Jogesh Das

Jogesh Das (Assamese: যোগেশ দাস; 1 April 1927 – 9 September 1999) was an Indian short-story writer and novelist from Assam. He was born in 1927.[1][2] He won the Sahitya Akademi Award for his book Prithivir Oxukh.[2] He is also associated with many cultural organization including the Asom Sahitya Sabha.[1]

Jogesh Das
Born1 April 1927
Lakhimpur Assam
Died9 September 1999
OccupationWriter, Journalist, Lecturer
Alma materGauhati University
Period1953 - present
Notable worksPrithivir Axukh
Daawor Aru Nai
Notable awards1980: Sahitya Akademi Award
1994: Assam Valley Literary Award

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Education and careerEdit

Das was the first Sonowal Kachari who was elected as a president in Asom Sahitya Sabha.[1] Das completed his MA in Assamese literature from Gauhati University in 1953 and then started working as a journalist.[citation needed]

As a writerEdit

Das emerged as a fiction writer in the early fifties. He has written short stories and novels with equal distinction. His first novel is Kolpotuwar Mrityu published in 1953. His second novel Daawor aru nai in 1955 established him as a powerful novelist. This book has been translated into all other major Indian language by National Book Trust.[1] His short-story collection Prithivir Oxukh brought him the prestigious Sahitya Akademi Award.[2] His "Folklore of Assam" which was originally in English and then in other Indian language, is a simple and comprehensive book on Assamese folklore.[1]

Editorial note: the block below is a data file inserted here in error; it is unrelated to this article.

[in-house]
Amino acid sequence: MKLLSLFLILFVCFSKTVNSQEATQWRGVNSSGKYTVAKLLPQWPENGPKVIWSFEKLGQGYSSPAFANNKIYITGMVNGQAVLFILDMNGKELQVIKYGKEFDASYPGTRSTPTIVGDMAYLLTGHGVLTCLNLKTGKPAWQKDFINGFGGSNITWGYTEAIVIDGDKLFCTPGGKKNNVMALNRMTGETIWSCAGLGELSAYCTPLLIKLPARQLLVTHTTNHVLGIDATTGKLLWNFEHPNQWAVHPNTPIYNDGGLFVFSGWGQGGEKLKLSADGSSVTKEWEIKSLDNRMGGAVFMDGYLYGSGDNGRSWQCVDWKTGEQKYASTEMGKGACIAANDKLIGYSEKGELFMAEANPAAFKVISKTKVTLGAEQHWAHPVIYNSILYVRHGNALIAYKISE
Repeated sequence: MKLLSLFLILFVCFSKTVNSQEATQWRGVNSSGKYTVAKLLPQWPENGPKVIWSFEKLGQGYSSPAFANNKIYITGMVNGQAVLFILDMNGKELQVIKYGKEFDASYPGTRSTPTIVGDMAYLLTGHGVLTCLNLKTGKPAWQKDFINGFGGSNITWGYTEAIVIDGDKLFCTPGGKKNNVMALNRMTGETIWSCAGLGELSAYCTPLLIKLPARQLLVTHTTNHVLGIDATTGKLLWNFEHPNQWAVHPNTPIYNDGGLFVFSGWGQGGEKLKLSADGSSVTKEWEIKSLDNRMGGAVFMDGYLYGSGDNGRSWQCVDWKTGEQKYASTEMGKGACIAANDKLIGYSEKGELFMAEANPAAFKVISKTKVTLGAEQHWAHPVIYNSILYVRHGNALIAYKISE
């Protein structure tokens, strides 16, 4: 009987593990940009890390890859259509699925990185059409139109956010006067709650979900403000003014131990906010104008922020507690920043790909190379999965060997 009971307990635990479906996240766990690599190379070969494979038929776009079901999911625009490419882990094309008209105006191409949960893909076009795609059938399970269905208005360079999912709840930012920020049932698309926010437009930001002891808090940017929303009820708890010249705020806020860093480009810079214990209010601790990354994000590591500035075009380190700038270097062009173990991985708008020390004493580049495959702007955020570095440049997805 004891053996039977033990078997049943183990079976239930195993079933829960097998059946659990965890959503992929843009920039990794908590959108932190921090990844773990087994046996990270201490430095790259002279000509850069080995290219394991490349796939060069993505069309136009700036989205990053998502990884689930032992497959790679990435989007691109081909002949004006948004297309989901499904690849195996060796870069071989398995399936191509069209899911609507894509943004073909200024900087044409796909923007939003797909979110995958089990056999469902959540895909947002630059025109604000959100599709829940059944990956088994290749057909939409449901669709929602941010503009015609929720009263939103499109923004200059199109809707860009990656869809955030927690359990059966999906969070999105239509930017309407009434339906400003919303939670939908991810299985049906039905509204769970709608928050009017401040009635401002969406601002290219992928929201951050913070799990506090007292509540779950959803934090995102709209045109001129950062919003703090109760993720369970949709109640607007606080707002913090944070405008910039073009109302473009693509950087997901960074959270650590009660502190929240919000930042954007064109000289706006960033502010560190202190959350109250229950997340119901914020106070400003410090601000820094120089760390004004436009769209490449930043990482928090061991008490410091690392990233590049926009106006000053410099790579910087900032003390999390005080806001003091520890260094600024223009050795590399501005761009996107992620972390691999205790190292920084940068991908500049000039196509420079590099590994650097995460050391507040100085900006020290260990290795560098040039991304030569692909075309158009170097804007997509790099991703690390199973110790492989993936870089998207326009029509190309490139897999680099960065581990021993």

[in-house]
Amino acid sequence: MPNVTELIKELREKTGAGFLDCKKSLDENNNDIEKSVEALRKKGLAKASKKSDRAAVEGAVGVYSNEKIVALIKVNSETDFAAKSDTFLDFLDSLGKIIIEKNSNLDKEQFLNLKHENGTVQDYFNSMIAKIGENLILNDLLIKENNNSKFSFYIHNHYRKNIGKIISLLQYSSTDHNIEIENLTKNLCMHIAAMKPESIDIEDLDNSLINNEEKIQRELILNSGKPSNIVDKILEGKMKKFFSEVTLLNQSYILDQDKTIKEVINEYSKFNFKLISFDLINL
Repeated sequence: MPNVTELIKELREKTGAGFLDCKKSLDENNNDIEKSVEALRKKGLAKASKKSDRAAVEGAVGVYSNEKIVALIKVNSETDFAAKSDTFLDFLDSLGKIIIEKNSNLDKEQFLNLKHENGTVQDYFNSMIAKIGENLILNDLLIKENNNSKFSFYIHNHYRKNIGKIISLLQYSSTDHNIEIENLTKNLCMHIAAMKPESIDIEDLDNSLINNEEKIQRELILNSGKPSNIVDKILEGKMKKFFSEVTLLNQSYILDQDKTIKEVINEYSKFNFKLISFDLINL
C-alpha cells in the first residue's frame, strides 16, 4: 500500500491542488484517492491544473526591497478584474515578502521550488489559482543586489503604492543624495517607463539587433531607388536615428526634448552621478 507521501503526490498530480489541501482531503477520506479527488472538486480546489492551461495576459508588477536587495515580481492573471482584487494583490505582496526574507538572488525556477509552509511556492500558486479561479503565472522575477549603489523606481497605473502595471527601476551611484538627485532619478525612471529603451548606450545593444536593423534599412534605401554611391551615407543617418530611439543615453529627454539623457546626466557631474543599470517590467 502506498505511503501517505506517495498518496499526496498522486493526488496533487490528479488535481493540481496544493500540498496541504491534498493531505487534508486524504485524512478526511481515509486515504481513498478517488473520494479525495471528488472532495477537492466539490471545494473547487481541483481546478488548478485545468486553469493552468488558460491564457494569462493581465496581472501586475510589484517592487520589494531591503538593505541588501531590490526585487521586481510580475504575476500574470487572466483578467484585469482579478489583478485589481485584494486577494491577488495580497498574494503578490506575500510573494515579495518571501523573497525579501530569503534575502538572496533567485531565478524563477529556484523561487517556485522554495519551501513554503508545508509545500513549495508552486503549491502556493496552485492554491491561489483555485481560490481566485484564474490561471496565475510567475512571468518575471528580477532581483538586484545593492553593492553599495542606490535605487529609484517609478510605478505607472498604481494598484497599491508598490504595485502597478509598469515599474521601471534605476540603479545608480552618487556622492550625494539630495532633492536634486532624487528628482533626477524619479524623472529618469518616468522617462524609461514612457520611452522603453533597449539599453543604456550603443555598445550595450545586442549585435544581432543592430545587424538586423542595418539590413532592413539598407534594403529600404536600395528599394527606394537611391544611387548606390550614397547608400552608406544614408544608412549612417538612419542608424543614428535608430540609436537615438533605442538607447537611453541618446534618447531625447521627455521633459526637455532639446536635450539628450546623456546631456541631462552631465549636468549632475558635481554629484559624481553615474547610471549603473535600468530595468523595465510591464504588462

Literary worksEdit

Some of his notable works are:[1]


  • 1953: Kolpotuwar Mrityu (Death of Kolpotuwa)
  • 1955: Daawor aaru naai (No more cloud is there)
  • 1959: Jonakir Jui (Flame of the Firefly)
  • 1963: Nirupai-Nirupai (Helpless... Helpless)
  • 1965: Emuthi Dhuli (A Handful of Dust)
  • 1967: Haazaar Phul (Thousands of Flowers)
  • 1972: Nedekha Juir Dhowa (Smoke of an unseen fire)
  • 1972: Obidha (Illegitimate)
  • 1977: Naresh Maloti Aru (Naresh, Maloti and...)

Story booksEdit

  • 1956: Popiya Tora (Falling Star)
  • 1958: Andharor Are Are (Under the Shadow of Darkness)
  • 1961: Triveni (Confluence of Three)
  • 1963: Modaror Bedona (Grief of the Sunshine Tree)
  • 1965: Haazaar Lokor Bhir (A crowd of thousands)

English booksEdit

  • 1972: Folklore of Assam


See alsoEdit


  1. ^ a b c d e f Dutta, Amaresh (2006). The Encyclopaedia Of Indian Literature. 1. Sahitya Akademi. p. 869. ISBN 978-81-260-1803-1.
  2. ^ a b c d "Assamese literature". India on web. Archived from the original on 24 February 2010. Retrieved 3 February 2010.
  3. ^ Express News Service (2 January 2001). "Assam Valley literary award for Assamese poet". Indian Express. Retrieved 3 February 2010.